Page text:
Tuesday, January 19, 2010

Realistic Retirement Expectations

According to the most recent RBC retirement poll, only 25% of Canadians expect to have enough retirement income to realize their dreams. The message isn’t very subtle as we head into RRSP season: contribute more to your RRSP.

It’s important to remember that this is a poll of what people think will happen, not an expert’s prediction. The poll says more about people’s expectations than it says about what will really happen.

It would be nice to live in a world where everyone got to realize their dreams, but life doesn’t always work out the way we want. I see the results of this poll as a sign that Canadians’ expectations are more realistic than what I remember from the tech boom.

A decade ago we didn’t realize it, but we were coming to the end of a huge bull run in the stock market. The TSX Composite had returned a compound average 16.4% from 1993 to 1999 inclusive. People talked seriously about extravagant retirement plans that started with

“Assuming I can make 15% to 20% per year on my retirement savings ...”

The craziest part was that nobody laughed at these unrealistic expectations. People took the inflated stock prices as a given and expected them to continue rising at an unprecedented pace throughout their retirements. Sadly, stocks were destined to drop sharply, particularly technology stocks.

It’s no fun to keep adding another year or two to how much longer you’ll have to work, or to lower the amount you expect to be able to spend each year. However, it’s better to be realistic than it is to jump into retirement and run out of money.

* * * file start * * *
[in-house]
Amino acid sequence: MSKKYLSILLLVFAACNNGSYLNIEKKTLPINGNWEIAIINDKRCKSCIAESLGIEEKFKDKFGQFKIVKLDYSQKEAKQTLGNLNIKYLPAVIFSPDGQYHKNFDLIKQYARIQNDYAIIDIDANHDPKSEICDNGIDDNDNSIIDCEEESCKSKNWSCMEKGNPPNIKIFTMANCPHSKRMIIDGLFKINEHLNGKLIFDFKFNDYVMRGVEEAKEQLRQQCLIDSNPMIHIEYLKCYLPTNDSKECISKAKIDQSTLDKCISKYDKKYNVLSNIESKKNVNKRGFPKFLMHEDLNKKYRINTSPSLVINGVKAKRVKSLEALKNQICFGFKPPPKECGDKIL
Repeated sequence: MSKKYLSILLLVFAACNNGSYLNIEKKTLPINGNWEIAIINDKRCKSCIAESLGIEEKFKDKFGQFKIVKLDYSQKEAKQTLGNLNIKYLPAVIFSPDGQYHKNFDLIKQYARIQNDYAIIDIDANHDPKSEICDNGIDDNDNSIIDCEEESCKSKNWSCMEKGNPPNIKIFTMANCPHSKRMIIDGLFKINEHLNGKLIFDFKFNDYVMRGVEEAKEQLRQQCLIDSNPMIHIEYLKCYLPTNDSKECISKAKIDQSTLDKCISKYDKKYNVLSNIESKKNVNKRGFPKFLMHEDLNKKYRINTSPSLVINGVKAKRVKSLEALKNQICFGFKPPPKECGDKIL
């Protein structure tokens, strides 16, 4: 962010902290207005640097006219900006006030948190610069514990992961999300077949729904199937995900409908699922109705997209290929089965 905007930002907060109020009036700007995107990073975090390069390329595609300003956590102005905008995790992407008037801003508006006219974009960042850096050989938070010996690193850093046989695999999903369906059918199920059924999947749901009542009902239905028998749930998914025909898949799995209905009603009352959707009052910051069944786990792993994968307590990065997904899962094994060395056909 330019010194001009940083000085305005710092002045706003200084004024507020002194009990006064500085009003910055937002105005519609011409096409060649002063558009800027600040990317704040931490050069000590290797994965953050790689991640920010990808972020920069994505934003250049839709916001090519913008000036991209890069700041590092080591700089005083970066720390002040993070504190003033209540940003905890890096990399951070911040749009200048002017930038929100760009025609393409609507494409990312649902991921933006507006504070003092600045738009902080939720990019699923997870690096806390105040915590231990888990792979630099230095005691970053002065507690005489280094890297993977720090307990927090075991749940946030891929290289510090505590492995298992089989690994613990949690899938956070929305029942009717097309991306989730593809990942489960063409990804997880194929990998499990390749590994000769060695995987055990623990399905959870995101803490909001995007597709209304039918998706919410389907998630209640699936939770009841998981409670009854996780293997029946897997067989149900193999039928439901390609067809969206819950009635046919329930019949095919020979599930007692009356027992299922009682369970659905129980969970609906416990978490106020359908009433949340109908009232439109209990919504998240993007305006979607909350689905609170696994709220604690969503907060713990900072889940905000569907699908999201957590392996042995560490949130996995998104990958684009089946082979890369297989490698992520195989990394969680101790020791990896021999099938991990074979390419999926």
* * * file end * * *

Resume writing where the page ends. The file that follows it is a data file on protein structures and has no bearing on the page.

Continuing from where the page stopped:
1. I will have to cut back and only light my Cuban made contraban cigars with $50 bills and not $100?!?! I cannot live in a world where this is not deemed a necessity!!!!

    On the other end I hope to be able to afford low ash cat food (less chance of getting kidney stones) for my dinners....

  2. My retirement investing strategy is currently based around a real (after inflation) return of 4.2%.

    As I get older and decrease my risk profile that rate will fall.

    How could anybody expect 15 to 20%. They must have completed absolutely no research.

  3. Retirement Investing: Not only did one person expect 15 to 20%, but most people expected that or better. It was a crazy time. In another sense it was typical because people expected the future to look like the recent past.

  4. Michael: Just out of interest what period of time are you referring?

    A good book on finance or simply looking at some historical averages (whether calculated yourself which is what I do now or via some good web sites)would show it as impossible over a retirement planning period of time. Should take 5 minutes max to at least get some concept of reality.

    BT in case I'm not clear, I don't doubt you for a second. Some people just refuse to take responsibility for their actions and march like sheep to a retirement filled with poverty.

  5. Retirement Investing: The period I'm talking about is roughly 1998, 1999, and 2000. Almost everyone felt like an expert on stocks because almost everything they bought went up. It wasn't unusual to hear serious debates about the merits of Pets.com and other money-losing ventures.

    Thicken: Interesting observation. In my limited experience, it seems that the people with the most job security are the ones most desperate to retire. I remember one of my uncles being able to tell me how many days left until he was going to retire when he was still over two years away.

    1. The second reply above is to Thicken My Wallet's comment:

      More a comment on our life than anything else but having to work a few more years is sold as something terrible. Says a lot about how we have constructed our work environments. Most people who love their work or find meaning in it are terribly upset when they have to retire.